12 Attorneys General Sue Biden Over Climate Change Order

12 Attorneys General Sue Biden Over Climate Change Order

On Monday, 12 states filed a lawsuit against the Biden administration over a climate change executive order signed on Joe Biden’s first day in office. The suit alleges that order 13990, titled “Protecting Public Health and the Environment and Restoring Science to Tackle the Climate Crisis,” violates federal authority in its effort to determine the “social cost” of “monetized damages” of greenhouse gas pollution, which will, in turn, affect federal regulations.

“Under President Biden’s executive order, which he didn’t have the authority to enact, these hard-working Missourians who have lived and worked this land for generations could be left in the dust,” Missouri Attorney General Eric Schmidt said in a statement.

Schmidt leads a coalition of attorneys general from Arkansas, Arizona, Indiana, Kansas, Montana, Nebraska, Ohio, Oklahoma, South Carolina, Tennessee, and Utah. The lawsuit claims that the Biden administration’s proposed efforts will cost a whopping $9.5 trillion: $269 billion for carbon dioxide “social costs” estimating, $990 billion for methane, and $8.24 trillion for nitrous oxide.

The suit states that Biden’s order will damage the manufacturing and agricultural sectors “for decades to come.” It also argues that the supposed “social cost” calculation of greenhouse gases is strictly a legislative function that should be left up to Congress, as outlined by section 1, article 1 of the Constitution.

“In practice, President Biden’s order directs federal agencies to use this enormous figure to justify an equally enormous expansion of federal regulatory power that will intrude into every aspect of Americans’ lives—from their cars, to their refrigerators and homes, to their grocery and electric bills,” the suit says. “If the Executive Order stands, it will inflict hundreds of billions or trillions of dollars of damage to the U.S. economy for decades to come. It will destroy jobs, stifle energy production, strangle America’s energy independence, suppress agriculture, deter innovation, and impoverish working families.”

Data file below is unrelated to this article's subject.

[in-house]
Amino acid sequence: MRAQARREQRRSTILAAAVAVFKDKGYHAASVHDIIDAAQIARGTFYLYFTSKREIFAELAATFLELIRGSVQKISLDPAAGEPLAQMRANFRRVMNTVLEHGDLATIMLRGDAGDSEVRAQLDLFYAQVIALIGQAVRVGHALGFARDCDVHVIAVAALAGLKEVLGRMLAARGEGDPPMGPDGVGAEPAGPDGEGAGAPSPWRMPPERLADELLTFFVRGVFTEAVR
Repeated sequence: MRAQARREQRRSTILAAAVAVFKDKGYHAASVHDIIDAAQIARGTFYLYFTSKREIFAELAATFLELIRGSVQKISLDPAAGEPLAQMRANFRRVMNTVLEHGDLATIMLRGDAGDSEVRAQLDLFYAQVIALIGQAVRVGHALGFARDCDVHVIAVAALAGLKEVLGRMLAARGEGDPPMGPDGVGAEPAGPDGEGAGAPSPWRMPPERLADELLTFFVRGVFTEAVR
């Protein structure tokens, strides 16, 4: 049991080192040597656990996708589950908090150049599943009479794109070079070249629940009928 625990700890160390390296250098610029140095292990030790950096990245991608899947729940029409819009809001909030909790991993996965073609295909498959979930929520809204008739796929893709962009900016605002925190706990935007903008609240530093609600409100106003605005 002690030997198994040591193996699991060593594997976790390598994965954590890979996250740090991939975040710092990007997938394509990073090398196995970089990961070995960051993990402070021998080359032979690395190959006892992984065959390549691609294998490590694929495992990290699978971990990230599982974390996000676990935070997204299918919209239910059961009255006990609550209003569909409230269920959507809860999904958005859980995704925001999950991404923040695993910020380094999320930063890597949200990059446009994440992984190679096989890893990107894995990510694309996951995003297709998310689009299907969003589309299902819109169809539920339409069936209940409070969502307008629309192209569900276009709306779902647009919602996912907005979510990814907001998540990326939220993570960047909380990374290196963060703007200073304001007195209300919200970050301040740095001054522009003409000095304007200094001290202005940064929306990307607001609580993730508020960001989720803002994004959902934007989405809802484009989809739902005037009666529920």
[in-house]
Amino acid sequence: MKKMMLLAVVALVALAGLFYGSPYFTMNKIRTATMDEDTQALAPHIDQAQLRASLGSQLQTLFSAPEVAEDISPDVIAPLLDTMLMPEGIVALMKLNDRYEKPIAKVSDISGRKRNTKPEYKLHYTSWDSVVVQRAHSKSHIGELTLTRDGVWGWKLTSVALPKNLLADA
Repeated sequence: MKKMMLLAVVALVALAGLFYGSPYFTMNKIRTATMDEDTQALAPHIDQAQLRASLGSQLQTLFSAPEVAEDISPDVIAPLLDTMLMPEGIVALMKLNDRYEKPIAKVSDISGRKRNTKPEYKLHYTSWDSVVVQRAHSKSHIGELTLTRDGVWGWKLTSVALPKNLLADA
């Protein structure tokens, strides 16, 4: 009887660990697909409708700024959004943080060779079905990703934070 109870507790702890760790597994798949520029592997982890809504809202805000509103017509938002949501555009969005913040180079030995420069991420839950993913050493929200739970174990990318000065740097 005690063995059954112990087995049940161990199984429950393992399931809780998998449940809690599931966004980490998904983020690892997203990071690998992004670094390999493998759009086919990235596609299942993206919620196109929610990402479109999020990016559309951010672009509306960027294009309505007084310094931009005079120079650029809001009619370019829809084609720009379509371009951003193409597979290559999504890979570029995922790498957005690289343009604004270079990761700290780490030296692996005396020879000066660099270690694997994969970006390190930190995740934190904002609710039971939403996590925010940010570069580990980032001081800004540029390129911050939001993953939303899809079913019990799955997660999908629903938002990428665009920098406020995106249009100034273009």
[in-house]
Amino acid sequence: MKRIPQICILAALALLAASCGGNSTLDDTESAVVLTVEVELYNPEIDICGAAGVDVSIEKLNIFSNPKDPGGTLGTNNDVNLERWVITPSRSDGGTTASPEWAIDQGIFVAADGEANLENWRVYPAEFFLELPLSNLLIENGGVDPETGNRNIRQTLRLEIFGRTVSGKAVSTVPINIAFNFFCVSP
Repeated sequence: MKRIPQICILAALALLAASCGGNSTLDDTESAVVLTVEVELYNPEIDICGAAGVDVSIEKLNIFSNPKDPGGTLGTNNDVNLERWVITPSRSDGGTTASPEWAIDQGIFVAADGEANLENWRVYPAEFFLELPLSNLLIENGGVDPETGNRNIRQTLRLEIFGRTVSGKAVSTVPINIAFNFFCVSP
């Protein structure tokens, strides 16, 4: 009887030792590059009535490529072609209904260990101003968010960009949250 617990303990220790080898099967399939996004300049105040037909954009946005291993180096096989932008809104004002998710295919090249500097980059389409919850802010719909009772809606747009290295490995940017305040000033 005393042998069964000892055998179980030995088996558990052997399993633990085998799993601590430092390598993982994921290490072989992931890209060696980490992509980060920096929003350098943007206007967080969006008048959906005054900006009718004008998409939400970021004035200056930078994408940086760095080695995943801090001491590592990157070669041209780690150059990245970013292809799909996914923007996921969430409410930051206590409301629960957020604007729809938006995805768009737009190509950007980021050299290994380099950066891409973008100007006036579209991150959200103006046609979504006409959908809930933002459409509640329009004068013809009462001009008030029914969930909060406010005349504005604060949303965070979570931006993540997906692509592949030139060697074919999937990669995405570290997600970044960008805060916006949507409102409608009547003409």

This is not the first time states and the private sector have fought back against the Biden administration’s energy policies. In February, 14 state attorneys general sent a joint letter to Biden urging him to reconsider canceling the Keystone XL Pipeline, which was estimated to create more than 13,000 jobs.

The “pipelines,” Sen. Joe Manchin, D-W.Va., wrote to Biden in a letter on Feb. 9, “continue to be the safest mode to transport our oil and natural gas resources and they support thousands of high-paying, American union jobs.” In January, The Western Energy Alliance, which represents oil and natural gas exploitation production companies, filed a lawsuit over Biden’s suspension of oil and gas leasing on federal lands.

In addition to the above arguments, the state attorneys general criticize what the White House identified as the “Working Group” for violating laws concerning the Administrative Procedure Act. The act was enacted in 1946 and is a federal statute governing how administrative agencies make grants and regulations.

“The Administrative Procedure Act also required the Working Group to seek input from the public and stakeholders, and to provide notice and a reasonable opportunity for public comment, or else issue a good-cause statement justifying the failure to do so, before issuing the Interim Values. On information and belief, the Working Group did not do so,” the suit states.

Gabe Kaminsky is a senior contributor to The Federalist. His writing has appeared in RealClearPolitics, The American Conservative, the American Mind, the New York Post, and other outlets. Follow him on Twitter @Gabe__Kaminsky and email tips to [email protected]
Related Posts